Honeybees are either a godsend or a nuisance, depending on where they are. Everyone loves to see the beautiful flowers in spring, pollinated by the bees, but no one wants beehives near their home or even under the siding in their home. Bees love to build nests in siding, window frames and under shutters. It only takes a small crack for them to get through, but the longer the bees nest somewhere, the larger it becomes.
Bees are drawn to decaying wood, which could be behind your siding. They also like bright flowers, which often grow near the house. Sometimes, the color of the siding attracts the bees. The space between the siding and your home can be a perfect spot for a colony. Signs that you have bees include hearing buzzing, observing the bees or seeing damage to your siding, like small holes.
If you suspect you have a colony behind your siding, you may want to check local ordinances before killing them. Some species of bees are protected and on the endangered species list. However, wasps and yellow jackets, which are often mistaken for bees, are not. You should identify the insect before trying to remove it. Watch the activity for a few days to see if you can tell where the bees are getting in to the walls and the number of them.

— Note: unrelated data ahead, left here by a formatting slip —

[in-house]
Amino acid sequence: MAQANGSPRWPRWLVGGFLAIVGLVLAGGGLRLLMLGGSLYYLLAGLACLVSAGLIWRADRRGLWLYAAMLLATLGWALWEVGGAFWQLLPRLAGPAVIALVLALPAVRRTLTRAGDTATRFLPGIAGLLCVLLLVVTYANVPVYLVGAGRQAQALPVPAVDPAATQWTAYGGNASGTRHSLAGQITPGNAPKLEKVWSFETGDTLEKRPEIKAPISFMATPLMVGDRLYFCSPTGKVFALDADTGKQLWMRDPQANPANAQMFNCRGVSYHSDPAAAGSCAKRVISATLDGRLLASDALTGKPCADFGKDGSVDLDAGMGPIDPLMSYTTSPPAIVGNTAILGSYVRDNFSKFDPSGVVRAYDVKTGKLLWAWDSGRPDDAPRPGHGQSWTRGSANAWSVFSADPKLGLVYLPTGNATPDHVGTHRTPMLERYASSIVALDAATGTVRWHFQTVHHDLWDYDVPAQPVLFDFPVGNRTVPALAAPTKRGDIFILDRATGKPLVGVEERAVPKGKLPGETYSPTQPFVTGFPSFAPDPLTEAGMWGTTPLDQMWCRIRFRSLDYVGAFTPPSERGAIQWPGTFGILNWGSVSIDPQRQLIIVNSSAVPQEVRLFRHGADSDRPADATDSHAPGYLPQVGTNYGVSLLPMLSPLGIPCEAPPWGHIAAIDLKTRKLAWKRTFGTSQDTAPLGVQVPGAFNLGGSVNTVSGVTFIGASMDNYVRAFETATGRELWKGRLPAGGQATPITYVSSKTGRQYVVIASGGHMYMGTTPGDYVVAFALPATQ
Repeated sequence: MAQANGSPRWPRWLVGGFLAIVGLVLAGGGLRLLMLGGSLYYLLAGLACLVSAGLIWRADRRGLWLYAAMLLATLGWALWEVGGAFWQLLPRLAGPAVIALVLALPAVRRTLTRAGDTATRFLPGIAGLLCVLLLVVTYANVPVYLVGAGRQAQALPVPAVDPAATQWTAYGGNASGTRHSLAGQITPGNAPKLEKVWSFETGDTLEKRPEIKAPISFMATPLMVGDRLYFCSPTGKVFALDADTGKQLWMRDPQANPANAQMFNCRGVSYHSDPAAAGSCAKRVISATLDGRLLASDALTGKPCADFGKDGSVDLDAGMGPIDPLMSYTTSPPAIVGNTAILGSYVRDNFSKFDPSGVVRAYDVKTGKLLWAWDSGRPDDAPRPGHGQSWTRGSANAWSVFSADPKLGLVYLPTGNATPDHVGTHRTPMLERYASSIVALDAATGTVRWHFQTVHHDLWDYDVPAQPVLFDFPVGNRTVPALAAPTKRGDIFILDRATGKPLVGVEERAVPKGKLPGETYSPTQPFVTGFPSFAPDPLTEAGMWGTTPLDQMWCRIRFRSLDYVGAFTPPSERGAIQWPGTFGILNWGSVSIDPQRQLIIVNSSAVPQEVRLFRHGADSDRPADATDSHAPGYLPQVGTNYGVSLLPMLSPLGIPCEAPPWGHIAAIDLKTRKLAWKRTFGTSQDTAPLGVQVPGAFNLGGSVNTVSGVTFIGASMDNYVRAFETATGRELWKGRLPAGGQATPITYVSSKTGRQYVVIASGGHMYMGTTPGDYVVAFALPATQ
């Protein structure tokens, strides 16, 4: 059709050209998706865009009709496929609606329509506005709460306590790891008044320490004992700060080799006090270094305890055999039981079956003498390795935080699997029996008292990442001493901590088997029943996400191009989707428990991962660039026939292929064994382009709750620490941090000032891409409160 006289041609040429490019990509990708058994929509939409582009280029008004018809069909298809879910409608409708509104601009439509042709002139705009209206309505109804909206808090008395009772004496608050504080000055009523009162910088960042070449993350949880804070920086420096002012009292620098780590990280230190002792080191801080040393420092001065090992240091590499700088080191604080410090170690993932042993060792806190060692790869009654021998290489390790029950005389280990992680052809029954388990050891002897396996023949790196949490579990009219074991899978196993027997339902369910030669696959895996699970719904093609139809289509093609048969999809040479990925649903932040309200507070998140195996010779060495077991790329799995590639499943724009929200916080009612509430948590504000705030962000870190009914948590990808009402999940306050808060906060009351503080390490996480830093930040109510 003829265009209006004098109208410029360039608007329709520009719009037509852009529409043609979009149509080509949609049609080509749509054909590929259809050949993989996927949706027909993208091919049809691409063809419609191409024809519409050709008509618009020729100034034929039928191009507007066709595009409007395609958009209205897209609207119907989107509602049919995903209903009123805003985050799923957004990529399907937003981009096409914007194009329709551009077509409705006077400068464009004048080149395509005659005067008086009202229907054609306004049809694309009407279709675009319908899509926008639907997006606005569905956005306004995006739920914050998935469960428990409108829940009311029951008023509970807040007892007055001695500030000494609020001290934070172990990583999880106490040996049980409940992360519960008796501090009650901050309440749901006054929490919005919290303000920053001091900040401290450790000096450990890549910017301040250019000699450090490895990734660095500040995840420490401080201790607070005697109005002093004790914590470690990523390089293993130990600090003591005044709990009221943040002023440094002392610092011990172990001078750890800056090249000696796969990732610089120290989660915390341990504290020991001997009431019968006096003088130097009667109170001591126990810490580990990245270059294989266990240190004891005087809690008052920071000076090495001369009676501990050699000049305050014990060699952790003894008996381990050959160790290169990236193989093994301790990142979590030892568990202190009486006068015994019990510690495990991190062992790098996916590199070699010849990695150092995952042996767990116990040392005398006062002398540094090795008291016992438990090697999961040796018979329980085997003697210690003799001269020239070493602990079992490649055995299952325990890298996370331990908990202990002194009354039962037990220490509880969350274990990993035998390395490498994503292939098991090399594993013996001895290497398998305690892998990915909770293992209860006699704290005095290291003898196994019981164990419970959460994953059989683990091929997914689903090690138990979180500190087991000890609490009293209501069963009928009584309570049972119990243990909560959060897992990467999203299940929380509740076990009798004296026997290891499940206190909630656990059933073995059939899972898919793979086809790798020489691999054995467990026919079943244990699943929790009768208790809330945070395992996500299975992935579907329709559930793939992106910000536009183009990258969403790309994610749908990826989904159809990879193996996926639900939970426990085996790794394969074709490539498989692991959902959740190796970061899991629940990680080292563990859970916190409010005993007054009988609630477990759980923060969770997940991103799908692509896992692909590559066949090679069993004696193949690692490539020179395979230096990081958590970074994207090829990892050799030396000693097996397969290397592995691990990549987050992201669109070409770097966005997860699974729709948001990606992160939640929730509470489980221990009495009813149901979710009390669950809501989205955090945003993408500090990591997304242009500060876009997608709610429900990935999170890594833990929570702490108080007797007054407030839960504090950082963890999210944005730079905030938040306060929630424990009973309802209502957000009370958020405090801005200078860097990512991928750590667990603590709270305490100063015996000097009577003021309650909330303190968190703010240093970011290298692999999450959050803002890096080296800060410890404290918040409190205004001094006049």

You have at least four options for dealing with bees behind your siding:
- Leave them alone
- Plug the holes or use a sealer
- Exterminate the bees yourself or call a professional
- Relocate the colony
With any of these options, you still have to deal with the remaining hive and honeycomb behind your siding. The honeycomb will melt and attract more insects, causing more damage. Ideally, you may have to remove the siding, clean out the hive, then put up new siding and make sure the holes are sealed.